St. John’s narrative prompted Casey (1996, pp. 197–198) to conclude that it: “has been rewritten to avoid serious problems and to affirm serious falsehoods. The crucifixion has been put on the wrong day, with the result that the Last Supper is no longer a celebration of the Jewish Passover. The account is hostile to ‘the Jews’ from beginning to end. They demand Jesus’ crucifixion, but give no plausible reason for demanding that he undergo this horrific punishment. The [Roman] charge that Jesus was king of the Jews has been reinterpreted, replaced with the assertion that he declared his kingdom not of this world. Pilate has been rewritten as an unconvincing figure who tries to have Jesus released.… The resulting stories are untrue from beginning to end. Thus the fourth evangelist has quite rewritten the central part of the myth of Christian origins. We must conclude that his work is a presentation of falsehood.” By contrast, a modern New Testament scholar’s statement (Klassen, p. 19n) that “it is simply wrong to claim that there is anti-Semitism or anti-Judaism in the New Testament,” is itself “simply wrong.”

It is essential to recognize that New Testament stories, like many others, are not innocent of their effects: stories generate beliefs, beliefs generate emotions, and emotions generate actions. Labeling Jews as “Christ killers” turned out to be as terrible and as endlessly lethal a condemnation as the Christian Fathers could devise. Acts of the Apostles (7.52): “They [Jews] killed those who foretold the coming of the Righteous One, and now you have become his betrayer and murderers.” St. Aristides (ca. 130 C.E.): [T]hey [Jews] proved stubborn and ungrateful, and often served the idols of the nations and put to death the prophets and just men who were sent to them. Then when the Son of God was pleased to come upon the earth, they received him with wanton violence and betrayed him into the hands of Pilate the Roman governor; and paying no respect to his good deeds and the countless miracles he wrought among them, they demanded a sentence of death by the cross.… So much for the Jews.” (Apology XIV, ANF vol. 9, pp. 275–276).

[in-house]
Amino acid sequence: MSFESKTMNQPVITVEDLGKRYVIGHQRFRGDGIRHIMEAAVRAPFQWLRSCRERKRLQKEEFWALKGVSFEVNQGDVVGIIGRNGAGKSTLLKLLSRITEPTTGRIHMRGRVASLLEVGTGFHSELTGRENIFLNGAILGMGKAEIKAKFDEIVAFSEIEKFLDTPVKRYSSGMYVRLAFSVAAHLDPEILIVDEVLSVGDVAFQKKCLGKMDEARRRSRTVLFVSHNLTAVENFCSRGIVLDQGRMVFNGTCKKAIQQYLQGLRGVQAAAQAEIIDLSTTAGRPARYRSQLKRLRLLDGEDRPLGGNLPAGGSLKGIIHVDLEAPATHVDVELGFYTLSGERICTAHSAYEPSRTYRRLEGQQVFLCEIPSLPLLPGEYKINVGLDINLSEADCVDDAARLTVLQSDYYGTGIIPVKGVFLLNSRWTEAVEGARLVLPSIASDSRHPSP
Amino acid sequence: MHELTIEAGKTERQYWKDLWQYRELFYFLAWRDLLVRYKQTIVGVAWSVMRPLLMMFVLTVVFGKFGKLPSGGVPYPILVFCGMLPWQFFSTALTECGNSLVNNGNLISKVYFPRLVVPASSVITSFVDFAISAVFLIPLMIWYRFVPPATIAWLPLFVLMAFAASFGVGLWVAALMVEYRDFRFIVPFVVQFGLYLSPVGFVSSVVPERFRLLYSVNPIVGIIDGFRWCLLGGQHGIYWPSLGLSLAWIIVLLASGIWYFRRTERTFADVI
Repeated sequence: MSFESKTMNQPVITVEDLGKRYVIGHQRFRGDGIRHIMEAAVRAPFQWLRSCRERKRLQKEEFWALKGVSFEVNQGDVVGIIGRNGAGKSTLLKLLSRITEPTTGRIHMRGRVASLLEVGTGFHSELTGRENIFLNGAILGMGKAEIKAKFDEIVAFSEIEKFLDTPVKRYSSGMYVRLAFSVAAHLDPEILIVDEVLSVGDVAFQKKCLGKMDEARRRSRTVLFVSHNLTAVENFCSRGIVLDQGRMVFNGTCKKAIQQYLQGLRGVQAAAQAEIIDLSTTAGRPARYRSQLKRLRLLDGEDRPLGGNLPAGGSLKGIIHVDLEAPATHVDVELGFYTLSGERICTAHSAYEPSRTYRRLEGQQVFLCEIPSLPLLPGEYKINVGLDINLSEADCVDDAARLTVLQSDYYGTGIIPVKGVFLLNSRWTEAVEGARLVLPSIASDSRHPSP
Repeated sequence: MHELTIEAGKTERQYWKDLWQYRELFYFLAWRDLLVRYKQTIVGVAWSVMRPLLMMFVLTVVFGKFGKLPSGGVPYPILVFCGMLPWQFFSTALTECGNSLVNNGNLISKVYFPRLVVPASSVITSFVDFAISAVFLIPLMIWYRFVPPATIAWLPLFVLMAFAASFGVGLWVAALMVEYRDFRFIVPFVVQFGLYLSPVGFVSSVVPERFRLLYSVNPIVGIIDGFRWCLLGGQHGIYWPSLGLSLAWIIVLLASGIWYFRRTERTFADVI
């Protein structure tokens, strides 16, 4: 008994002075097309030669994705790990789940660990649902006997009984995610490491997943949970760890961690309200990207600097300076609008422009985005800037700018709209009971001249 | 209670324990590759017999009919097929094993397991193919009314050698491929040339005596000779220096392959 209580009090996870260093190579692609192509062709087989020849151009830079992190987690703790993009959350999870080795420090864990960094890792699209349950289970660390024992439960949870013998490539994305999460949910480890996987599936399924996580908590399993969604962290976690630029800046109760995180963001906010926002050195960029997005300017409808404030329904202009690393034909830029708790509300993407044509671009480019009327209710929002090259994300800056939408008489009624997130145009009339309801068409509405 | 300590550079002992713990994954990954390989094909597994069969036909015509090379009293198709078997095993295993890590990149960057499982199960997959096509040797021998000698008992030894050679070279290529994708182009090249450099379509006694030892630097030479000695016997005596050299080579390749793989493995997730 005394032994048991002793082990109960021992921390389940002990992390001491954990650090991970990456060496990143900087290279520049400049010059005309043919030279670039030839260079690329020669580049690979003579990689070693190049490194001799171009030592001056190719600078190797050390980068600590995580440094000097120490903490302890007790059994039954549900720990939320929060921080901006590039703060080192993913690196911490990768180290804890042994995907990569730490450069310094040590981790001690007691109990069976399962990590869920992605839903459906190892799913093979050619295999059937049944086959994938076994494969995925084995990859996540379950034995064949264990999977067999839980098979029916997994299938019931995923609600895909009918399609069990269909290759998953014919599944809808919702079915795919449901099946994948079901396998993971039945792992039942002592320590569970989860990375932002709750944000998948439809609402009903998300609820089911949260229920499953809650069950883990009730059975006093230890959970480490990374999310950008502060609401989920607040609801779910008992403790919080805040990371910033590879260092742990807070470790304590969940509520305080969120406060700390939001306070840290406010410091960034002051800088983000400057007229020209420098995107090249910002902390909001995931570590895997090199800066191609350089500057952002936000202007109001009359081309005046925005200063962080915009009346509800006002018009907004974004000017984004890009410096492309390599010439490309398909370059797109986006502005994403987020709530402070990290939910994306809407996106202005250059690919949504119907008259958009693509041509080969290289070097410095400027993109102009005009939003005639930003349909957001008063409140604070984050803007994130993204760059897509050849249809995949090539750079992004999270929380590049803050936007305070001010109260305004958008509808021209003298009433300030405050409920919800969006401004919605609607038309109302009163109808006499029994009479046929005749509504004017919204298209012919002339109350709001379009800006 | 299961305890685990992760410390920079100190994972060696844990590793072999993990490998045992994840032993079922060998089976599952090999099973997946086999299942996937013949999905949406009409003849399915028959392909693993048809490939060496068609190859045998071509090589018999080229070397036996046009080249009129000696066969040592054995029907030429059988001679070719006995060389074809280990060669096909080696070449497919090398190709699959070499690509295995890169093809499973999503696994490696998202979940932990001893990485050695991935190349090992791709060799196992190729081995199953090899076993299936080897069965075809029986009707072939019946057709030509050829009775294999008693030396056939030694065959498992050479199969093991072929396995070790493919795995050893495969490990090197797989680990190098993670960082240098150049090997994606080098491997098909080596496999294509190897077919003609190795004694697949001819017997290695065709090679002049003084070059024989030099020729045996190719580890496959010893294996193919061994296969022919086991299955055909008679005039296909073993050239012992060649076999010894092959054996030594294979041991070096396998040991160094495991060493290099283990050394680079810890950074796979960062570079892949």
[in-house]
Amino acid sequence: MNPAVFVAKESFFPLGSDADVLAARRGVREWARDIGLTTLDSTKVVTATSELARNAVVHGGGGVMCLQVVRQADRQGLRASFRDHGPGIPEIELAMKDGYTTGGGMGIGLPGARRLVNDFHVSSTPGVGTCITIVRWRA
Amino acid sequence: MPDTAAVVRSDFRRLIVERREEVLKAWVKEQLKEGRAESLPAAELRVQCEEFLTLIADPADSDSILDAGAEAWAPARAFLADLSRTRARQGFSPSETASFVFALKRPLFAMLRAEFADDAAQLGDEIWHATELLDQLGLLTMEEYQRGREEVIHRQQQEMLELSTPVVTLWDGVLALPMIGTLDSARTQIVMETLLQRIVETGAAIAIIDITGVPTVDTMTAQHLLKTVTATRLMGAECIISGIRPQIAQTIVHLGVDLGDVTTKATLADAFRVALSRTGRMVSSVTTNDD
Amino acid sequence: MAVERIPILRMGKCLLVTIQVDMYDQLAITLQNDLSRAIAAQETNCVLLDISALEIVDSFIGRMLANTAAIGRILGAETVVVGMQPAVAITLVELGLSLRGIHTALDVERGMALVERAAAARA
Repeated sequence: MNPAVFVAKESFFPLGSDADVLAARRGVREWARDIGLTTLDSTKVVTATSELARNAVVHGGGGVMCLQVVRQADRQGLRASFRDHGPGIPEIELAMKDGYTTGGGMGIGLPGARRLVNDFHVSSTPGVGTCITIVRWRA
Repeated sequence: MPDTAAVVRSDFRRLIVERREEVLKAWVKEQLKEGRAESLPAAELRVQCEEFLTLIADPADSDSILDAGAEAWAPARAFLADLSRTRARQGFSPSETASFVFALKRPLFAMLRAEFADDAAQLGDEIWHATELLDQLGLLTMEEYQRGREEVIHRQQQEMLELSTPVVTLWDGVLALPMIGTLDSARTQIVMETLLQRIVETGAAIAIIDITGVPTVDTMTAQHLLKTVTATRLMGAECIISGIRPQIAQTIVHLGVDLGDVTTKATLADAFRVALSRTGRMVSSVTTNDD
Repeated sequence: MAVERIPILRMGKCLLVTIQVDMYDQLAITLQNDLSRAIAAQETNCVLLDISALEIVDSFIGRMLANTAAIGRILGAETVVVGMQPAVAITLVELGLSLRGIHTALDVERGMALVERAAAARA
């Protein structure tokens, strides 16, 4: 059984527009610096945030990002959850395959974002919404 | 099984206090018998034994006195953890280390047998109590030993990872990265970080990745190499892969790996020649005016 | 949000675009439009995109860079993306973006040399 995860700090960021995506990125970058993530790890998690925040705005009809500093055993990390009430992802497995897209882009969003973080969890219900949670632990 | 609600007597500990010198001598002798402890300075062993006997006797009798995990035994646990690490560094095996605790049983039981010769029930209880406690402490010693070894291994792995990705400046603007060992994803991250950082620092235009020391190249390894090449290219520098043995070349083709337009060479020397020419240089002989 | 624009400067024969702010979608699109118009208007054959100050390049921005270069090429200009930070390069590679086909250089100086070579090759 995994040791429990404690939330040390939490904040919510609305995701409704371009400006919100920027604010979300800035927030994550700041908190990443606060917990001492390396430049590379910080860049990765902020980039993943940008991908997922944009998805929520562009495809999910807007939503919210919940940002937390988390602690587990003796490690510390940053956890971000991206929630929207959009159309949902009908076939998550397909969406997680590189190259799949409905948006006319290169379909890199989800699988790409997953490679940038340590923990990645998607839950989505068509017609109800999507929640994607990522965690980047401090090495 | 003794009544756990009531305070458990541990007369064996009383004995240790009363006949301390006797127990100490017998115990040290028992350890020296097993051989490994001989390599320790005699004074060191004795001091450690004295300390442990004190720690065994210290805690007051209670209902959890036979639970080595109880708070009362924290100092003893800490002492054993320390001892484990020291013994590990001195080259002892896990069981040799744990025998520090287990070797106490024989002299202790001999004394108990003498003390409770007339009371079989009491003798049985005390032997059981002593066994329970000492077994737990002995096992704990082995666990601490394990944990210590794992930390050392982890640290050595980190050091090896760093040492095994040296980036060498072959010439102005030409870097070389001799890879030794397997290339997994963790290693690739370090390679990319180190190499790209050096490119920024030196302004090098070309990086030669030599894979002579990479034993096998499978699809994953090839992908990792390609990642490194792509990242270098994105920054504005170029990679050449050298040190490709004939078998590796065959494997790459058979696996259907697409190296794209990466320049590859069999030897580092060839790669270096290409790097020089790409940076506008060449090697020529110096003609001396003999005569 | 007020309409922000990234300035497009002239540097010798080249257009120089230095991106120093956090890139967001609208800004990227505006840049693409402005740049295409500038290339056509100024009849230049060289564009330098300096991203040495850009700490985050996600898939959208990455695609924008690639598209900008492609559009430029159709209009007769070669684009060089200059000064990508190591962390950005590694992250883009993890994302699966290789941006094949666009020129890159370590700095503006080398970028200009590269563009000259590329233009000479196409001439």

St Justin Martyr (ca. 150 C.E.): “The highest pitch of your wickedness lies in this, that you [Jews] hate the Righteous One and slew Him; and so treat those who have received from Him all that they are, and who are pious, righteous and humane” (Dialogue with Trypho, a Jew CXXXVI, ANF vol. 1, p. 268). The prime physical evidence of Jewishness — circumcision, the covenantal bond between Jews and their God — was explained by St. Justin Martyr as the trait God designed to make it easier to condemn Jews in the Last Judgment “for you have slain the Just One and His Prophets before Him” (Ibid. XVI, ANF vol. 1, p. 202). To St. Irenaeus (ca. 180), Christian salvation depends on sustaining illusions of Jewish guilt: “Unless, then, the Jews had become slayers of the Lord … and by killing the apostles and persecuting the Church, had fallen into an abyss of wrath, we could not have been saved” (Adversus Haeresis, ANF vol. 1, p. 501).